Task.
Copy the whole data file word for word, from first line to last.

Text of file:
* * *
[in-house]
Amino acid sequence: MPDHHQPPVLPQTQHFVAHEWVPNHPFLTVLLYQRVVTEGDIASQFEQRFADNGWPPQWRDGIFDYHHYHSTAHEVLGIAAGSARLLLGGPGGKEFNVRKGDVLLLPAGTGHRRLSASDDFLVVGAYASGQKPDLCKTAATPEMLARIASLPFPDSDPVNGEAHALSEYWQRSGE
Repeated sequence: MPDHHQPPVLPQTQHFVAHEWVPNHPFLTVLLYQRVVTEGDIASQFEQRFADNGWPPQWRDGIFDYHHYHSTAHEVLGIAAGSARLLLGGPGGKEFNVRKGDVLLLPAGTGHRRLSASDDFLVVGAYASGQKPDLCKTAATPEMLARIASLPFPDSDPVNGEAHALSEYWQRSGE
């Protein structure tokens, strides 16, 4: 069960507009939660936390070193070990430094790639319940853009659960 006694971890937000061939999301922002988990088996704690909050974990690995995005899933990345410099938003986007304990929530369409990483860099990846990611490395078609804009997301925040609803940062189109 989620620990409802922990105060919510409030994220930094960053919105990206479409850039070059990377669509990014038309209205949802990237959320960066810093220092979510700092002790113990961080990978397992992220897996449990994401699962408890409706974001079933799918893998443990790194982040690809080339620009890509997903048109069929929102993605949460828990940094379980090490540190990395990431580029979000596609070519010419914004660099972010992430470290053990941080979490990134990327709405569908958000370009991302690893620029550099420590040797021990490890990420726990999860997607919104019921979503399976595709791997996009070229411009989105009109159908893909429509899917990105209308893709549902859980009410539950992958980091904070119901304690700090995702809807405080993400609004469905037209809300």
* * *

[in-house]
Amino acid sequence: MPDHHQPPVLPQTQHFVAHEWVPNHPFLTVLLYQRVVTEGDIASQFEQRFADNGWPPQWRDGIFDYHHYHSTAHEVLGIAAGSARLLLGGPGGKEFNVRKGDVLLLPAGTGHRRLSASDDFLVVGAYASGQKPDLCKTAATPEMLARIASLPFPDSDPVNGEAHALSEYWQRSGE
Repeated sequence: MPDHHQPPVLPQTQHFVAHEWVPNHPFLTVLLYQRVVTEGDIASQFEQRFADNGWPPQWRDGIFDYHHYHSTAHEVLGIAAGSARLLLGGPGGKEFNVRKGDVLLLPAGTGHRRLSASDDFLVVGAYASGQKPDLCKTAATPEMLARIASLPFPDSDPVNGEAHALSEYWQRSGE
């Protein structure tokens, strides 16, 4: 069960507009939660936390070193070990430094790639319940853009659960 006694971890937000061939999301922002988990088996704690909050974990690995995005899933990345410099938003986007304990929530369409990483860099990846990611490395078609804009997301925040609803940062189109 989620620990409802922990105060919510409030994220930094960053919105990206479409850039070059990377669509990014038309209205949802990237959320960066810093220092979510700092002790113990961080990978397992992220897996449990994401699962408890409706974001079933799918893998443990790194982040690809080339620009890509997903048109069929929102993605949460828990940094379980090490540190990395990431580029979000596609070519010419914004660099972010992430470290053990941080979490990134990327709405569908958000370009991302690893620029550099420590040797021990490890990420726990999860997607919104019921979503399976595709791997996009070229411009989105009109159908893909429509899917990105209308893709549902859980009410539950992958980091904070119901304690700090995702809807405080993400609004469905037209809300």